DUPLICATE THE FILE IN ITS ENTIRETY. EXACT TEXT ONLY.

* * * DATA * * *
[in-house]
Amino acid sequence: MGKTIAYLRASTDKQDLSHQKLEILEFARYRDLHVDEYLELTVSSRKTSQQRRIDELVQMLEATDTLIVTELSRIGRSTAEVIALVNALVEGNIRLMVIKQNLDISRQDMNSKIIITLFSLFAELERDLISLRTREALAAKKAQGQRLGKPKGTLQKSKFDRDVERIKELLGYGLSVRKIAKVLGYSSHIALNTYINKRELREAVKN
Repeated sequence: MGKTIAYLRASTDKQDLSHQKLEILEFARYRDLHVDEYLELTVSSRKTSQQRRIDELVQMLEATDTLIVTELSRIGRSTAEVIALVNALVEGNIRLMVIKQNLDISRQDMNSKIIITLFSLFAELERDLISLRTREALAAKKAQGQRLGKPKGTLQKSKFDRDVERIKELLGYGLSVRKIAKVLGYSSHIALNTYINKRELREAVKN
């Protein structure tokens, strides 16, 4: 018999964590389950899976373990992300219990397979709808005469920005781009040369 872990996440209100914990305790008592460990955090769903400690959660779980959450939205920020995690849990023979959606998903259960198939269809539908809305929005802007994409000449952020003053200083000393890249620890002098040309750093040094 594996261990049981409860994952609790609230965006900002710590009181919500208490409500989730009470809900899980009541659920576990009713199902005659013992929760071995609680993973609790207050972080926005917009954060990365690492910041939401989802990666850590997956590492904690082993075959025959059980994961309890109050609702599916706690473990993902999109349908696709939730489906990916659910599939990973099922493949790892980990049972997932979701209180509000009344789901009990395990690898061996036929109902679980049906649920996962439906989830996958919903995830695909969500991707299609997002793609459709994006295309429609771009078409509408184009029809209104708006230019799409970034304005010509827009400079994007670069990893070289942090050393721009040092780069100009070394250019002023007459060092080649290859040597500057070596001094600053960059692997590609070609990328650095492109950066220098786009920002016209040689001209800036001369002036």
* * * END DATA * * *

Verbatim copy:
[in-house]
Amino acid sequence: MGKTIAYLRASTDKQDLSHQKLEILEFARYRDLHVDEYLELTVSSRKTSQQRRIDELVQMLEATDTLIVTELSRIGRSTAEVIALVNALVEGNIRLMVIKQNLDISRQDMNSKIIITLFSLFAELERDLISLRTREALAAKKAQGQRLGKPKGTLQKSKFDRDVERIKELLGYGLSVRKIAKVLGYSSHIALNTYINKRELREAVKN
Repeated sequence: MGKTIAYLRASTDKQDLSHQKLEILEFARYRDLHVDEYLELTVSSRKTSQQRRIDELVQMLEATDTLIVTELSRIGRSTAEVIALVNALVEGNIRLMVIKQNLDISRQDMNSKIIITLFSLFAELERDLISLRTREALAAKKAQGQRLGKPKGTLQKSKFDRDVERIKELLGYGLSVRKIAKVLGYSSHIALNTYINKRELREAVKN
């Protein structure tokens, strides 16, 4: 018999964590389950899976373990992300219990397979709808005469920005781009040369 872990996440209100914990305790008592460990955090769903400690959660779980959450939205920020995690849990023979959606998903259960198939269809539908809305929005802007994409000449952020003053200083000393890249620890002098040309750093040094 594996261990049981409860994952609790609230965006900002710590009181919500208490409500989730009470809900899980009541659920576990009713199902005659013992929760071995609680993973609790207050972080926005917009954060990365690492910041939401989802990666850590997956590492904690082993075959025959059980994961309890109050609702599916706690473990993902999109349908696709939730489906990916659910599939990973099922493949790892980990049972997932979701209180509000009344789901009990395990690898061996036929109902679980049906649920996962439906989830996958919903995830695909969500991707299609997002793609459709994006295309429609771009078409509408184009029809209104708006230019799409970034304005010509827009400079994007670069990893070289942090050393721009040092780069100009070394250019002023007459060092080649290859040597500057070596001094600053960059692997590609070609990328650095492109950066220098786009920002016209040689001209800036001369002036």